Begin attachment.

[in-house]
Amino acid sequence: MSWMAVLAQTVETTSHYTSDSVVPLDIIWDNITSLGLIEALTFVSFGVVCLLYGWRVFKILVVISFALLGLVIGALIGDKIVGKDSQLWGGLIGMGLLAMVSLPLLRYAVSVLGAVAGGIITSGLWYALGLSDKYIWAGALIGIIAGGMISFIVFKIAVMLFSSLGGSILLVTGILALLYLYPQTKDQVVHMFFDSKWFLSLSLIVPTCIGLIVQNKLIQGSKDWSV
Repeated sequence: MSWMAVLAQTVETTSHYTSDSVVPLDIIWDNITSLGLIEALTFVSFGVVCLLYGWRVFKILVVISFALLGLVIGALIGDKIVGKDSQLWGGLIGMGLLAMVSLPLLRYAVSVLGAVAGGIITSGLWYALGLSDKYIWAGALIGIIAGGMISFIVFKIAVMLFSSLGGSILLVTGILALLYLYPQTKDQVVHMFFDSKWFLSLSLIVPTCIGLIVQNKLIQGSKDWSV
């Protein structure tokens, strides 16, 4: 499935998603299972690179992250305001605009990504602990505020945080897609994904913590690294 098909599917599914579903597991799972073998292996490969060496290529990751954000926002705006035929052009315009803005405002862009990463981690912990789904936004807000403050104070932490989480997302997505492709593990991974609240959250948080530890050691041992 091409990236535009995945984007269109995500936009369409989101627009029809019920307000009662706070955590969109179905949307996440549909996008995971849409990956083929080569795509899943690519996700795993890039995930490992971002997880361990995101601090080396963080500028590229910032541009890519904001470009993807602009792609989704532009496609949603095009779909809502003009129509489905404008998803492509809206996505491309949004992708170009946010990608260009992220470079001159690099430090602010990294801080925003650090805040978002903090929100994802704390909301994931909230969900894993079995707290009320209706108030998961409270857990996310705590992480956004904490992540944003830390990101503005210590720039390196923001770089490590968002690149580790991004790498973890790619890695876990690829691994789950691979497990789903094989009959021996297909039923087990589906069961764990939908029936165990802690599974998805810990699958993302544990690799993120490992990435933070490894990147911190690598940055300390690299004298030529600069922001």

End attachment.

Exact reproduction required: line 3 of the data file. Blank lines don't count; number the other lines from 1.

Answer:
Repeated sequence: MSWMAVLAQTVETTSHYTSDSVVPLDIIWDNITSLGLIEALTFVSFGVVCLLYGWRVFKILVVISFALLGLVIGALIGDKIVGKDSQLWGGLIGMGLLAMVSLPLLRYAVSVLGAVAGGIITSGLWYALGLSDKYIWAGALIGIIAGGMISFIVFKIAVMLFSSLGGSILLVTGILALLYLYPQTKDQVVHMFFDSKWFLSLSLIVPTCIGLIVQNKLIQGSKDWSV